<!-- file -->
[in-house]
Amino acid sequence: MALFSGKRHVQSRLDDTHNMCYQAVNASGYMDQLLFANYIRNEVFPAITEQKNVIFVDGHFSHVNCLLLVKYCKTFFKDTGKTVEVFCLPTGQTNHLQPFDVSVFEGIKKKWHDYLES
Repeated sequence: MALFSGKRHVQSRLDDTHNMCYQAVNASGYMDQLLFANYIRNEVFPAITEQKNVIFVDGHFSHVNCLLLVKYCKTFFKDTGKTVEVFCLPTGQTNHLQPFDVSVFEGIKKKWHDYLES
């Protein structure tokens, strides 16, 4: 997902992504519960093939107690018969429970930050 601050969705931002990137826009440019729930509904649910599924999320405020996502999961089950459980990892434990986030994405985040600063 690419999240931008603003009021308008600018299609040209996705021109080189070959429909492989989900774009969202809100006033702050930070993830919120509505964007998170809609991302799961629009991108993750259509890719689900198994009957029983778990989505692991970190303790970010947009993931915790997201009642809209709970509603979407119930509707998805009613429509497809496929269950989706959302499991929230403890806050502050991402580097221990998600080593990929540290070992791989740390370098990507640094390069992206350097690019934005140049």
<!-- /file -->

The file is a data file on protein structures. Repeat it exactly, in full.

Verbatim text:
[in-house]
Amino acid sequence: MALFSGKRHVQSRLDDTHNMCYQAVNASGYMDQLLFANYIRNEVFPAITEQKNVIFVDGHFSHVNCLLLVKYCKTFFKDTGKTVEVFCLPTGQTNHLQPFDVSVFEGIKKKWHDYLES
Repeated sequence: MALFSGKRHVQSRLDDTHNMCYQAVNASGYMDQLLFANYIRNEVFPAITEQKNVIFVDGHFSHVNCLLLVKYCKTFFKDTGKTVEVFCLPTGQTNHLQPFDVSVFEGIKKKWHDYLES
């Protein structure tokens, strides 16, 4: 997902992504519960093939107690018969429970930050 601050969705931002990137826009440019729930509904649910599924999320405020996502999961089950459980990892434990986030994405985040600063 690419999240931008603003009021308008600018299609040209996705021109080189070959429909492989989900774009969202809100006033702050930070993830919120509505964007998170809609991302799961629009991108993750259509890719689900198994009957029983778990989505692991970190303790970010947009993931915790997201009642809209709970509603979407119930509707998805009613429509497809496929269950989706959302499991929230403890806050502050991402580097221990998600080593990929540290070992791989740390370098990507640094390069992206350097690019934005140049």